Trump is gone and Biden is gathering steam. But now’s not the time to stop worrying.

For those of us accustomed to doom-scrolling through dire news stories and bulletins during nightly bouts of insomnia, this should be a time of hope, or at least less dread. Donald Trump is out of office and if President Joe Biden did nothing else in his next four years, his legacy would be assured by the new $1.9 trillion COVID relief law — a poverty-fighting rebuke to “trickle-down economics” that sends money directly where it’s needed instead of to rich “job creators” with demanding shareholders.

As if that alone weren’t enough to warm the most nerve-wracked liberal heart, the Senate has confirmed more than 20 of Biden’s Cabinet-level appointees, including 10 women and 11 men and women of color. Beyond COVID, Biden himself is making fast moves on everything from infrastructure investment to the U.S. Postal Service to federal judges and a top Supreme Court prospect. And he may have set a land-speed record for executive orders to reverse actions by his predecessor. 

Still, this is no time to stop worrying.

Majority could vanish in an instant

For a while, there was a whole genre of “sluggish start” narratives that detailed all the reasons Biden was trailing other presidents — Trump’s insistence that he won an election he lost, which hampered the transition, built to a deadly attack on the Capitol and led to a second Trump impeachment trial in the Senate, plus two Jan. 5 special elections in Georgia that left Senate control undecided until results were certified Jan. 19 — over two weeks after the rest of the new Congress had been sworn in.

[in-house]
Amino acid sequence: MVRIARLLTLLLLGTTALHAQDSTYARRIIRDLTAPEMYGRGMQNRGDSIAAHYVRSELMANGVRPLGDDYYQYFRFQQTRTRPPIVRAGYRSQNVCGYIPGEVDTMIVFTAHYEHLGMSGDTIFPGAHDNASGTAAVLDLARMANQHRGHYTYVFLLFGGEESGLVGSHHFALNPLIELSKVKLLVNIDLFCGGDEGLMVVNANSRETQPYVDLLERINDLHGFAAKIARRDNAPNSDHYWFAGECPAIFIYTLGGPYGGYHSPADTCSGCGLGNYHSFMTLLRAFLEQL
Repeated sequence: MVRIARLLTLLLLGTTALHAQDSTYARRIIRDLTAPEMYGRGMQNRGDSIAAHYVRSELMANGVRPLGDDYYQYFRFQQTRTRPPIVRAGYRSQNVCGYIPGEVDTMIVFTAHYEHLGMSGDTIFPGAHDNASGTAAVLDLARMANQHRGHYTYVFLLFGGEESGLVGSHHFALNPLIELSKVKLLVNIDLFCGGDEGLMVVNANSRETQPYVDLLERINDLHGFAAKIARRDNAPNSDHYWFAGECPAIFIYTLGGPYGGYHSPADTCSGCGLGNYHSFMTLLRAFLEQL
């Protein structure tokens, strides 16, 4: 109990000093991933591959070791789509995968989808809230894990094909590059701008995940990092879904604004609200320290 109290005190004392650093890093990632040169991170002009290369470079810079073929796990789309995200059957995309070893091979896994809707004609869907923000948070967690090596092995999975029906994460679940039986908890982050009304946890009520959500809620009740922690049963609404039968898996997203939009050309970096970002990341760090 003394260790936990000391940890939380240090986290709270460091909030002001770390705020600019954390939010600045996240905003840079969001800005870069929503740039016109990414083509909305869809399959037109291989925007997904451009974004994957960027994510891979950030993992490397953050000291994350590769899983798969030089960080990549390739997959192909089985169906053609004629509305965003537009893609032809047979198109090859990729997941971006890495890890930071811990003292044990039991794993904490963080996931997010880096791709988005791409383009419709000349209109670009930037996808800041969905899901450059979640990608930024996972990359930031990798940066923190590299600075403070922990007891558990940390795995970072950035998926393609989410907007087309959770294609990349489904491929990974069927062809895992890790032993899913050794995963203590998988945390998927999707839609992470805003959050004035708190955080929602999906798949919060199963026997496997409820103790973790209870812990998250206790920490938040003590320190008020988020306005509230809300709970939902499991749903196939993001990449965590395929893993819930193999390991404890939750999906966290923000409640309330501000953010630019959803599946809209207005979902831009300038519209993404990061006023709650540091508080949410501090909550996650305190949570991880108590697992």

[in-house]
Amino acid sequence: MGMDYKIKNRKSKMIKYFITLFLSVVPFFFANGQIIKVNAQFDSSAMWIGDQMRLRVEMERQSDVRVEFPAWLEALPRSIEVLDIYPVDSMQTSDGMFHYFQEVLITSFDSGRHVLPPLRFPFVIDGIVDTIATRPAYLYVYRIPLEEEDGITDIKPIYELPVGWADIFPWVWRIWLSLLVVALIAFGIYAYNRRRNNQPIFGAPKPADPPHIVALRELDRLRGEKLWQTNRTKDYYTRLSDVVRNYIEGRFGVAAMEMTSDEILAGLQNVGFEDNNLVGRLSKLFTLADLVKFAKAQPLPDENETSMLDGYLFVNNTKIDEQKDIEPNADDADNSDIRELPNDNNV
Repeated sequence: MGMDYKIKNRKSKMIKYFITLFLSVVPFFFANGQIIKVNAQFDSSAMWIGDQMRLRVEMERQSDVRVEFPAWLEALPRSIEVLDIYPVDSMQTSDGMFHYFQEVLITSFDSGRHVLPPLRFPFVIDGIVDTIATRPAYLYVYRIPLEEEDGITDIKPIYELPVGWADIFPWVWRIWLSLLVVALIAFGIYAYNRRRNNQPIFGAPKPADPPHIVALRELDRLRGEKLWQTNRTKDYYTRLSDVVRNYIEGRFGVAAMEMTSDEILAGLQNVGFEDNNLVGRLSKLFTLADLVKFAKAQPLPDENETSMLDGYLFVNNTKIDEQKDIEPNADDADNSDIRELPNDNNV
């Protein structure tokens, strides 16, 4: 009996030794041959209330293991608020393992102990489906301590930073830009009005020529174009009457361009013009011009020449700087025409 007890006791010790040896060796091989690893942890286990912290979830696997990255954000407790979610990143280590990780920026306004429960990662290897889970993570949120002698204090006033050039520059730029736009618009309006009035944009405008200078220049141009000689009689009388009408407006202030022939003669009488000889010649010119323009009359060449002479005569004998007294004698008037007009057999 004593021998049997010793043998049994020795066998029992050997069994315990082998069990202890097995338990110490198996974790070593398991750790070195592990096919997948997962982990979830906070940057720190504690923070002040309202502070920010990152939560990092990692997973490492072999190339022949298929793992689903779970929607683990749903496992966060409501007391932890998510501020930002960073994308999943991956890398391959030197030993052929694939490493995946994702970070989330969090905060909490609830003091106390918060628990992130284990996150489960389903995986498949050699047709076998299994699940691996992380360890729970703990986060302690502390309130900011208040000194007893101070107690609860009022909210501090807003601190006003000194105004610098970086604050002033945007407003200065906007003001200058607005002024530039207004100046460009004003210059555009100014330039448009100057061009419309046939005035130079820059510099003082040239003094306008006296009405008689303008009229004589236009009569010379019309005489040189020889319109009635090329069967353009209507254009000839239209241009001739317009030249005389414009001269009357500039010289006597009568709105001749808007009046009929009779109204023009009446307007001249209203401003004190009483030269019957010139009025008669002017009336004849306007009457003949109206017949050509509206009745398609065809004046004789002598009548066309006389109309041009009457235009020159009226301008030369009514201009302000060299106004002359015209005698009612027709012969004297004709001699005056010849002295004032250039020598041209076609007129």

Now the lagging indicators are catching up. Almost all of Biden’s Cabinet is finally in place (still behind Obama and Bill Clinton but now ahead of Trump and George W. Bush), he has signed his first major bill, and he has scheduled his first full-fledged formal news conference for Thursday — weeks behind most presidents, but seriously, who’s going to remember that or any of the rest?

It’s clear that Biden and his advisers have taken many lessons from the Obama years and are already applying them. But you can only control what you can control. When you have a 50-50 Senate with Vice President Kamala Harris as the tiebreaker, your control is beyond precarious. Moments like this are rare. If you don’t seize them, they can slip away before you even realize it.

President Joe Biden, Senate Majority Leader Chuck Schumer and Vice President Kamala Harris at the White House on March 12, 2021, in Washington, D.C. (Photo: Alex Brandon, AP)

Case in point: The glory days of a filibuster-proof 60-vote Senate Democratic majority in 2009. As former Obama White House aide Dan Pfeiffer points out, that wasn’t true for most of the year. “Senator Arlen Specter had not yet switched parties, and Al Franken’s election was tied up in the courts,” so Democrats started with only 58 votes, some of them quite conservative, he wrote last week. 

Specter became a Democrat at the end of April 2009. Franken was sworn in on July 7. Democrats finally had their 60 votes to break a Republican filibuster and pass bills by a simple majority. They intended to use their power to pass the historic, badly needed Affordable Care Act. But they didn’t act fast enough.